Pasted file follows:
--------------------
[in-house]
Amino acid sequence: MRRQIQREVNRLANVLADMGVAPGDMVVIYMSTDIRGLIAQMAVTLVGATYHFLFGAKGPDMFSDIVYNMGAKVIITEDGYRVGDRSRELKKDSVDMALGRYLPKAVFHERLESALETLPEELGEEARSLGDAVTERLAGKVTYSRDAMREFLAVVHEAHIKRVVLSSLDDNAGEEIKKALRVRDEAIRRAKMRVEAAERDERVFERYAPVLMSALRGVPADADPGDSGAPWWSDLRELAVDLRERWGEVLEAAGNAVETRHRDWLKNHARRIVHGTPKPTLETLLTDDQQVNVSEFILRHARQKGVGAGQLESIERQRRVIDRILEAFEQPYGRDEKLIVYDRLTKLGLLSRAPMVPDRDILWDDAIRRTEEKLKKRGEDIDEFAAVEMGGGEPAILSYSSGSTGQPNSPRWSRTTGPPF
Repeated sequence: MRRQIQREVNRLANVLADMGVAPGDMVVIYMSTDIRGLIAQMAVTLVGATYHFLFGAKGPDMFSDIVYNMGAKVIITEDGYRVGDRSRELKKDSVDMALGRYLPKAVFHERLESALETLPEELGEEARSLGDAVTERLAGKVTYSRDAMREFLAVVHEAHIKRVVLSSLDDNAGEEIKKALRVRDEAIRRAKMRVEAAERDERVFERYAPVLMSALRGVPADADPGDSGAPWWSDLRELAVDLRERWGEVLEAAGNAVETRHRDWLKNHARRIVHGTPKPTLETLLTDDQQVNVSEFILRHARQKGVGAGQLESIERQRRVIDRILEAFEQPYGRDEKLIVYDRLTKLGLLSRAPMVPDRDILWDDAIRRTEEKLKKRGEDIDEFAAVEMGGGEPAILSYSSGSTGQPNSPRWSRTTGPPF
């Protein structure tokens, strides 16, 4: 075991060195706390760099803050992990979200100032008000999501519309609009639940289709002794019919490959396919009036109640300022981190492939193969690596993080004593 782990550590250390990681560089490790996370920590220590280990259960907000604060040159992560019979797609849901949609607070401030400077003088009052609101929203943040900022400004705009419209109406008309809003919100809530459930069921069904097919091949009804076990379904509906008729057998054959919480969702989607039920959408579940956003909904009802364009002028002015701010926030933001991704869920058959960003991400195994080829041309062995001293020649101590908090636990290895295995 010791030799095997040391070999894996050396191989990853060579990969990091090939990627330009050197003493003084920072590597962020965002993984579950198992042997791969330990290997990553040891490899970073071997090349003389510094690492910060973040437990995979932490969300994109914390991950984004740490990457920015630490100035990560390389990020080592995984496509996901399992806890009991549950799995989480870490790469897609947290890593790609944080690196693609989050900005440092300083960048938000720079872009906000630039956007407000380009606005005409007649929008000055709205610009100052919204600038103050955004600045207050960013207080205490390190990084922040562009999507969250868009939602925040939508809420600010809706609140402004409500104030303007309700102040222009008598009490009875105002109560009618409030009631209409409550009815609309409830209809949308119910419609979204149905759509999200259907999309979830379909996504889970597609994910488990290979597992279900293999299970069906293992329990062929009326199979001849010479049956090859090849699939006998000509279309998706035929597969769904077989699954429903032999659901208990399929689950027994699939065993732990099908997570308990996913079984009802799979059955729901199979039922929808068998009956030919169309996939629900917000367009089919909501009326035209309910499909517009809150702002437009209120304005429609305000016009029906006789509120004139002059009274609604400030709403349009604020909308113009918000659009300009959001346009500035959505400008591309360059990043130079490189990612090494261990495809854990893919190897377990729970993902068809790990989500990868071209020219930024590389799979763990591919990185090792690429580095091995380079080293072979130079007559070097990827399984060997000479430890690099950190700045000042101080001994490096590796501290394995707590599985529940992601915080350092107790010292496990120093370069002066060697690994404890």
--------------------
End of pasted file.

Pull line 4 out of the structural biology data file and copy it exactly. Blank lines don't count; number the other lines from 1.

């Protein structure tokens, strides 16, 4: 075991060195706390760099803050992990979200100032008000999501519309609009639940289709002794019919490959396919009036109640300022981190492939193969690596993080004593 782990550590250390990681560089490790996370920590220590280990259960907000604060040159992560019979797609849901949609607070401030400077003088009052609101929203943040900022400004705009419209109406008309809003919100809530459930069921069904097919091949009804076990379904509906008729057998054959919480969702989607039920959408579940956003909904009802364009002028002015701010926030933001991704869920058959960003991400195994080829041309062995001293020649101590908090636990290895295995 010791030799095997040391070999894996050396191989990853060579990969990091090939990627330009050197003493003084920072590597962020965002993984579950198992042997791969330990290997990553040891490899970073071997090349003389510094690492910060973040437990995979932490969300994109914390991950984004740490990457920015630490100035990560390389990020080592995984496509996901399992806890009991549950799995989480870490790469897609947290890593790609944080690196693609989050900005440092300083960048938000720079872009906000630039956007407000380009606005005409007649929008000055709205610009100052919204600038103050955004600045207050960013207080205490390190990084922040562009999507969250868009939602925040939508809420600010809706609140402004409500104030303007309700102040222009008598009490009875105002109560009618409030009631209409409550009815609309409830209809949308119910419609979204149905759509999200259907999309979830379909996504889970597609994910488990290979597992279900293999299970069906293992329990062929009326199979001849010479049956090859090849699939006998000509279309998706035929597969769904077989699954429903032999659901208990399929689950027994699939065993732990099908997570308990996913079984009802799979059955729901199979039922929808068998009956030919169309996939629900917000367009089919909501009326035209309910499909517009809150702002437009209120304005429609305000016009029906006789509120004139002059009274609604400030709403349009604020909308113009918000659009300009959001346009500035959505400008591309360059990043130079490189990612090494261990495809854990893919190897377990729970993902068809790990989500990868071209020219930024590389799979763990591919990185090792690429580095091995380079080293072979130079007559070097990827399984060997000479430890690099950190700045000042101080001994490096590796501290394995707590599985529940992601915080350092107790010292496990120093370069002066060697690994404890």